HiBy WH2 Review


Sound (Crossover Frequency: 18500 Hz)

I am starting with this configuration because according to my ears, this setting provides the most balanced sound signature. Also, this setting offers the best technical performance out of the three settings that I tried the WH2 with. The WH2 sounds fairly balanced and spacious. It has a warm timbre. The resolution is very good for a TWS and it’s fun and exciting to listen to. The sub-bass extension is quite good and it has a round, semi-elevated bass response. The quantity is good, it can get abundant when the track calls for it. The control is good, there is no bass bleed and the sense of rhythm is strong. PRaT is very good, transients are fast and the earphone handles congestion with ease.

The midrange is warm and smooth. Vocals are distinct and articulate. Plenty of air here as well. The note-weight is good, instruments do not sound thin at all. The upper midrange has good energy and clarity. Instruments like flutes and saxes sound breathy. Cymbals and hi-hats are easy to track on stage despite having good control. The WH2 is quite transparent and it is nice to see a TWS with solid technical performance in the market. The treble extension is good and the harmonics are well-presented. They are very controlled as well, never harsh or sibilant. The WH2 has a medium-sized stage and the instrument separation is great. Overall, WH2 offers an impressive set of skills for the price.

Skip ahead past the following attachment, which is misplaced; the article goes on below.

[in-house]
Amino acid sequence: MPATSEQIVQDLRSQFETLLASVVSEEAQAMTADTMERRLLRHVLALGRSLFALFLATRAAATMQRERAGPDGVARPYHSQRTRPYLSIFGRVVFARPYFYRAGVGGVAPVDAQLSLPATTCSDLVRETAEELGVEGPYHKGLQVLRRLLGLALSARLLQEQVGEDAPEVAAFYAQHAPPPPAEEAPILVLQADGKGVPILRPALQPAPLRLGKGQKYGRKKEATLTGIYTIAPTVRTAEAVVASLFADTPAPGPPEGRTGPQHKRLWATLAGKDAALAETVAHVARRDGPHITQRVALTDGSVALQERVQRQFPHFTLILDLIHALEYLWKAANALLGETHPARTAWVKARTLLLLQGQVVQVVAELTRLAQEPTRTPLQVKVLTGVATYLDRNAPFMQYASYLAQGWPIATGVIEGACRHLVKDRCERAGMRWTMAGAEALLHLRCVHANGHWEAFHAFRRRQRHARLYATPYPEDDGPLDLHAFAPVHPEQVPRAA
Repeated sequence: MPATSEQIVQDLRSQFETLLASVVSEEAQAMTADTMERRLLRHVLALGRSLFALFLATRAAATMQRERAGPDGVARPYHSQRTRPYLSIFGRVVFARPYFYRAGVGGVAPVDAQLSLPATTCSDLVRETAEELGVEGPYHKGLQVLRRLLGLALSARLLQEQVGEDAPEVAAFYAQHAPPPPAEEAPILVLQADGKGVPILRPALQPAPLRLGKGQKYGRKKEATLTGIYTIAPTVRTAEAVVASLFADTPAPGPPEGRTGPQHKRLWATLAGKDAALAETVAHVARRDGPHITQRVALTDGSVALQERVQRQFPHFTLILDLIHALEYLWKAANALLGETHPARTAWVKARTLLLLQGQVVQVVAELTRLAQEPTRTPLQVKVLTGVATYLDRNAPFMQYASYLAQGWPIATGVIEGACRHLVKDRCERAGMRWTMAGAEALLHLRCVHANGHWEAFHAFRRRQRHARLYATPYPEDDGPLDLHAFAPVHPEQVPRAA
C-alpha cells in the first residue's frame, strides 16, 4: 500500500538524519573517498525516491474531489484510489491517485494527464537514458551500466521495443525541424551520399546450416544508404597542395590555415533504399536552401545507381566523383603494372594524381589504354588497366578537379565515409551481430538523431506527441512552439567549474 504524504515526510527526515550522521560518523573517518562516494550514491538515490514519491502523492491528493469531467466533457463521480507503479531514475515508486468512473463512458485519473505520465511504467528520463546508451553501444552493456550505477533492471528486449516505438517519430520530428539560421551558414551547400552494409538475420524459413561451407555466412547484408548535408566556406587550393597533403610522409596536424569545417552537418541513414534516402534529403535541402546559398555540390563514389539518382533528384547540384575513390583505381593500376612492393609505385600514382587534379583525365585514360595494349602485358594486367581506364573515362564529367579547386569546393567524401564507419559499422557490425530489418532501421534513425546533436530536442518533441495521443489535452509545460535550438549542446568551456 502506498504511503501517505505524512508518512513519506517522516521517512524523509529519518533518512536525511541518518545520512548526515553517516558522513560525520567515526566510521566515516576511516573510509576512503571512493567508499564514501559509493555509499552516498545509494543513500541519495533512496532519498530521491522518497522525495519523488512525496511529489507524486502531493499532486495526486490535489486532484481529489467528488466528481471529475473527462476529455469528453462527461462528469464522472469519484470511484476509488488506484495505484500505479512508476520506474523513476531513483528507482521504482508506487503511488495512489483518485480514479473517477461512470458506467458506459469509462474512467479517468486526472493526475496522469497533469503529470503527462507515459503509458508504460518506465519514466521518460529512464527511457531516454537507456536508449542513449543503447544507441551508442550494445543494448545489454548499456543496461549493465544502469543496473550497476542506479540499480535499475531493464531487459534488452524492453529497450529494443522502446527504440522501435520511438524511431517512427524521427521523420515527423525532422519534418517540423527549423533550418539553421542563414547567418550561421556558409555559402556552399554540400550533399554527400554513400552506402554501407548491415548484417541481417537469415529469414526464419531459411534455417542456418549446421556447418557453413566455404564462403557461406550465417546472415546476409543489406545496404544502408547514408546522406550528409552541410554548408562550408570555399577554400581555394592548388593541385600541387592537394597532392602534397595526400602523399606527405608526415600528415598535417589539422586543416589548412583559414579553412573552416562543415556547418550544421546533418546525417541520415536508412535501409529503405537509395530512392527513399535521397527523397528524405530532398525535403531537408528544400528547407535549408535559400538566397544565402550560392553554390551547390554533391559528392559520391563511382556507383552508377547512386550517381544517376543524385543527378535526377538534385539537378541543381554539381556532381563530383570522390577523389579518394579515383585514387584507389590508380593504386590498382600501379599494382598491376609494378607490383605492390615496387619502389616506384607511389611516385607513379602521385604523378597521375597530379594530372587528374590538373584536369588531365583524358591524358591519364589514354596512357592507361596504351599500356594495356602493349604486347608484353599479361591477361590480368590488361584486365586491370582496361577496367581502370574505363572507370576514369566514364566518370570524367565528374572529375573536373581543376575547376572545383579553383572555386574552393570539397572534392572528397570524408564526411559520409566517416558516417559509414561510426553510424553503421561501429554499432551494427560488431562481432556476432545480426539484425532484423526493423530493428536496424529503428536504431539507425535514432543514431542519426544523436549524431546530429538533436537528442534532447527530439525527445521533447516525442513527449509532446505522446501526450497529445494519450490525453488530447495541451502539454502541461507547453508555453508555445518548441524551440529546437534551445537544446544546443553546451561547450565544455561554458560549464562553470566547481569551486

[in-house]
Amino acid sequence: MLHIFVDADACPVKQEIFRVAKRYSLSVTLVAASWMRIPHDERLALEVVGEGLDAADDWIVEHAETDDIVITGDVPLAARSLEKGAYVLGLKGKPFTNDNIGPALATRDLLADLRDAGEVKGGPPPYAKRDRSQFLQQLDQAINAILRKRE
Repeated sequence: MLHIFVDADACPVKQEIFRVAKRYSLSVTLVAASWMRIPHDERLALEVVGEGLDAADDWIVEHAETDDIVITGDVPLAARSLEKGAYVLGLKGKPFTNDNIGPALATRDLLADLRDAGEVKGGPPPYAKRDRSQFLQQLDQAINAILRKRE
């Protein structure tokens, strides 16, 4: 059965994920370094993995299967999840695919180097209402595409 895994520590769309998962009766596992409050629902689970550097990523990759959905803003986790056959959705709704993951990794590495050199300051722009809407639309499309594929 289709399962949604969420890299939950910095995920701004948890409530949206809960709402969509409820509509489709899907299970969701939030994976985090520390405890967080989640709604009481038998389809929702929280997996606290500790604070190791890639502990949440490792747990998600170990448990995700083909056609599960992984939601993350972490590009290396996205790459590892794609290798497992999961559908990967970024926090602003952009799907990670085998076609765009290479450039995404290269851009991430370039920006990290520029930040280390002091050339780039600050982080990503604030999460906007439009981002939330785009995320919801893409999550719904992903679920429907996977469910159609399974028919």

Sound (Crossover Frequency: 10000 Hz)

Setting the crossover frequency to 10000-hertz results in a warmer presentation all around. The upper midrange takes a step back as well as the treble extension. The sub-bass and bass notes are more forward compared to the 18500 setting. While it offers a fatigue-free session for treble-sensitive users, the detail-retrieval and other technical aspects of the IEM take a hit. The presentation does not feel as spacious as before. The stage feels more compressed as well. If you want additional bass but don’t want to sacrifice the performance of the mid and high ranges, you can try setting the crossover to 14500-hertz instead. This will result in a small quantity increase in the low end while preserving the good technical performance of the WH2. 

Sound (Crossover Frequency: 5000 Hz)

After hearing what 18500 and 14500 sounds like, my ears refused to listen to this IEM in this setting. The stage almost feels claustrophobic, the resolution takes a major hit and the clarity is nowhere near its true potential. The midrange loses its articulate presentation and upper mids are practically not present on the stage. The treble response is majorly trimmed down, even rolled off at this point. The low-end advantage you gain with this setting is quite small compared to what you lose so I don’t really recommend this setting unless you specifically enjoy rolled-off upper midrange and treble response.


vs. JAYS t-Seven ($149 USD)